It’s a moment business historians are sure to drag out of the digital closet when they write books on what the IT world was like in the early 21st Century.
A burly figure prances manically back and forth across a stage, raging, ranting, generating enough fury to levitate himself off the floor at several points. “I LOVE THIS COMPANY!” booms the figure, gathering his breath.
This is the infamous “monkey boy” sequence. The fact that the monkey boy in question is Steve Ballmer, the CEO of the world’s most powerful IT company is merely incidental. You’re allowed to pull the sort of deranged behaviour in IT because IT is still somehow different from other industries despite all the guff talked about how it grew up years ago.
If a CEO in any other company or industry tried the same thing at a public meeting, someone would have called for a lunatic van in under one minute.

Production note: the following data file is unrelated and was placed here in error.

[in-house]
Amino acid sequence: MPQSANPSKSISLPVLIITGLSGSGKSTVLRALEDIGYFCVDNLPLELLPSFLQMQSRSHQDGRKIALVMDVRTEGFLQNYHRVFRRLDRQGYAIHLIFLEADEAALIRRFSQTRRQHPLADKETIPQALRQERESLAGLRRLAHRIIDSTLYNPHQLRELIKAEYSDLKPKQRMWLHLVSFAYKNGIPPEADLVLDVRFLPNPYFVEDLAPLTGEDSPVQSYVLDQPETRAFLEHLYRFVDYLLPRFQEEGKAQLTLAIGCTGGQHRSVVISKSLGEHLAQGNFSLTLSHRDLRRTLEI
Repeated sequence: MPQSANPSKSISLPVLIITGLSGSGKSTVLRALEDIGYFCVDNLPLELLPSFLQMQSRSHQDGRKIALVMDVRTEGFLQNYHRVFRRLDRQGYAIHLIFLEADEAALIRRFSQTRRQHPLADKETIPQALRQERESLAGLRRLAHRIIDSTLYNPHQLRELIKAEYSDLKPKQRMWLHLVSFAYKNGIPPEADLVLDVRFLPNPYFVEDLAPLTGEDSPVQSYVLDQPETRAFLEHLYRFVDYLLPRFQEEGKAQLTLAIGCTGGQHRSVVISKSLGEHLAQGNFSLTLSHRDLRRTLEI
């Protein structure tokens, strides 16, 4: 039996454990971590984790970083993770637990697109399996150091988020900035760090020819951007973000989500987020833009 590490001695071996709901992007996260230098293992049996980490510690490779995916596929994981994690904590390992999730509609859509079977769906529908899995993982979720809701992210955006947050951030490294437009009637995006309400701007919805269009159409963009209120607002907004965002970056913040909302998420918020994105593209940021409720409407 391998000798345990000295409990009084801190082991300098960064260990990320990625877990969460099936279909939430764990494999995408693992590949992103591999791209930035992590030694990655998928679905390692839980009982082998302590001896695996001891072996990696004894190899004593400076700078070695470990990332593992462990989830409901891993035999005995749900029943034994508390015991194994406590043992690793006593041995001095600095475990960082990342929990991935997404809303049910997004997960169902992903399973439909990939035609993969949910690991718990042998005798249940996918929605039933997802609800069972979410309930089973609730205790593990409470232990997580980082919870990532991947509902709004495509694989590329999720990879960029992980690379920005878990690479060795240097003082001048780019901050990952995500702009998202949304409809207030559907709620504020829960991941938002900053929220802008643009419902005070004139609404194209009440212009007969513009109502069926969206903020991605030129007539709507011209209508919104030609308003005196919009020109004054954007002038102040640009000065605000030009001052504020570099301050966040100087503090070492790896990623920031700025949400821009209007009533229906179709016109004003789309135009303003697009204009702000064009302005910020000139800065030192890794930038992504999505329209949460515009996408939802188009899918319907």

It’s safe to say that new Chairman Ray Ozzie, appointed to replace Bill Gates in the role of “chief software architect”, won’t be copying the madman-savant stunt at the next sales get-together.
So which Microsoft is it to be? The ranting one of Ballmer, which gave everyone a smile but convinced plenty of others that Microsoft is run by an eccentric egomaniac? Or the more measured, intellectual and perhaps "connected" one that might emerge from the mind of Ray Ozzie?
With the great founder shuffling away to other things, it’s a pertinent question. Whose word decides – to borrow the marketing ticker once used for Windows 95 - where the world’s most significant technology company goes today?
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